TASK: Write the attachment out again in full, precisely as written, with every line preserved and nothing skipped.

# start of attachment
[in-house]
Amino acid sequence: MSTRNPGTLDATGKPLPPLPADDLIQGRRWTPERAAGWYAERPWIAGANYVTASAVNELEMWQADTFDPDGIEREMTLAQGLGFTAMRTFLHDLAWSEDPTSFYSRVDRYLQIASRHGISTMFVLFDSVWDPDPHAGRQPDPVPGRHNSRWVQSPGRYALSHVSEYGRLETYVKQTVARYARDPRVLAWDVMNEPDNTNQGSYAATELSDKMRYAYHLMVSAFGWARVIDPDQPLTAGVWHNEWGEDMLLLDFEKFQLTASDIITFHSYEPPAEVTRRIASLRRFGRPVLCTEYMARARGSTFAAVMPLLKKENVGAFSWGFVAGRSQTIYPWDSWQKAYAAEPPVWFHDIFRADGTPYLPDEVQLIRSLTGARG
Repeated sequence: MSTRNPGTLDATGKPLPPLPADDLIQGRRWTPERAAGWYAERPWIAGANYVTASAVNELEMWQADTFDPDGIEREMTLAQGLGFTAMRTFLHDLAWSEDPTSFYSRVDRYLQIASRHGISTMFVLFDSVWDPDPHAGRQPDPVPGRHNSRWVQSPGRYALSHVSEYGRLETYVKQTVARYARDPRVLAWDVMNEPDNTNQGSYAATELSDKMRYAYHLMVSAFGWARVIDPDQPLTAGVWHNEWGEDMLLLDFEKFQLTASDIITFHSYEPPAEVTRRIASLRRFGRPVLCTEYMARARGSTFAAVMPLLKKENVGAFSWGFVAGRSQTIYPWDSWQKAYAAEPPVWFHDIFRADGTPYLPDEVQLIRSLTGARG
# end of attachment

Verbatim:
[in-house]
Amino acid sequence: MSTRNPGTLDATGKPLPPLPADDLIQGRRWTPERAAGWYAERPWIAGANYVTASAVNELEMWQADTFDPDGIEREMTLAQGLGFTAMRTFLHDLAWSEDPTSFYSRVDRYLQIASRHGISTMFVLFDSVWDPDPHAGRQPDPVPGRHNSRWVQSPGRYALSHVSEYGRLETYVKQTVARYARDPRVLAWDVMNEPDNTNQGSYAATELSDKMRYAYHLMVSAFGWARVIDPDQPLTAGVWHNEWGEDMLLLDFEKFQLTASDIITFHSYEPPAEVTRRIASLRRFGRPVLCTEYMARARGSTFAAVMPLLKKENVGAFSWGFVAGRSQTIYPWDSWQKAYAAEPPVWFHDIFRADGTPYLPDEVQLIRSLTGARG
Repeated sequence: MSTRNPGTLDATGKPLPPLPADDLIQGRRWTPERAAGWYAERPWIAGANYVTASAVNELEMWQADTFDPDGIEREMTLAQGLGFTAMRTFLHDLAWSEDPTSFYSRVDRYLQIASRHGISTMFVLFDSVWDPDPHAGRQPDPVPGRHNSRWVQSPGRYALSHVSEYGRLETYVKQTVARYARDPRVLAWDVMNEPDNTNQGSYAATELSDKMRYAYHLMVSAFGWARVIDPDQPLTAGVWHNEWGEDMLLLDFEKFQLTASDIITFHSYEPPAEVTRRIASLRRFGRPVLCTEYMARARGSTFAAVMPLLKKENVGAFSWGFVAGRSQTIYPWDSWQKAYAAEPPVWFHDIFRADGTPYLPDEVQLIRSLTGARG